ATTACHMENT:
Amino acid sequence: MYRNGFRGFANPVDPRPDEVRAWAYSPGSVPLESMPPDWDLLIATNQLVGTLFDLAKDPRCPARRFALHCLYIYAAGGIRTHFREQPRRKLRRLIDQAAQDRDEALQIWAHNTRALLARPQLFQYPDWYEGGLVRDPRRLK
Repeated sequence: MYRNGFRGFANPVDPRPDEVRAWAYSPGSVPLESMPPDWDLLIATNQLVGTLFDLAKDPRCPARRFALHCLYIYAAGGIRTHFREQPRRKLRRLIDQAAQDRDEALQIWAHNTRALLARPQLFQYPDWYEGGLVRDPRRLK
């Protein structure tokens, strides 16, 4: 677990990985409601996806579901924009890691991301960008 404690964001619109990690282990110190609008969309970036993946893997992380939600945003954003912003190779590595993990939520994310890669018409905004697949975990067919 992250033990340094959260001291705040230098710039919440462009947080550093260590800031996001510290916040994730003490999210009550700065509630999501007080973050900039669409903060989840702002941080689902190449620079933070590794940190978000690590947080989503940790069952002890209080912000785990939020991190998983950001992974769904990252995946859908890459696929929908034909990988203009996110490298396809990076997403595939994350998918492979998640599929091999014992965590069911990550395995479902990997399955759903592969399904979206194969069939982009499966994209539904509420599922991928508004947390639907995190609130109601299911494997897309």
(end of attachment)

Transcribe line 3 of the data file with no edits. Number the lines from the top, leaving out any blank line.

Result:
């Protein structure tokens, strides 16, 4: 677990990985409601996806579901924009890691991301960008 404690964001619109990690282990110190609008969309970036993946893997992380939600945003954003912003190779590595993990939520994310890669018409905004697949975990067919 992250033990340094959260001291705040230098710039919440462009947080550093260590800031996001510290916040994730003490999210009550700065509630999501007080973050900039669409903060989840702002941080689902190449620079933070590794940190978000690590947080989503940790069952002890209080912000785990939020991190998983950001992974769904990252995946859908890459696929929908034909990988203009996110490298396809990076997403595939994350998918492979998640599929091999014992965590069911990550395995479902990997399955759903592969399904979206194969069939982009499966994209539904509420599922991928508004947390639907995190609130109601299911494997897309």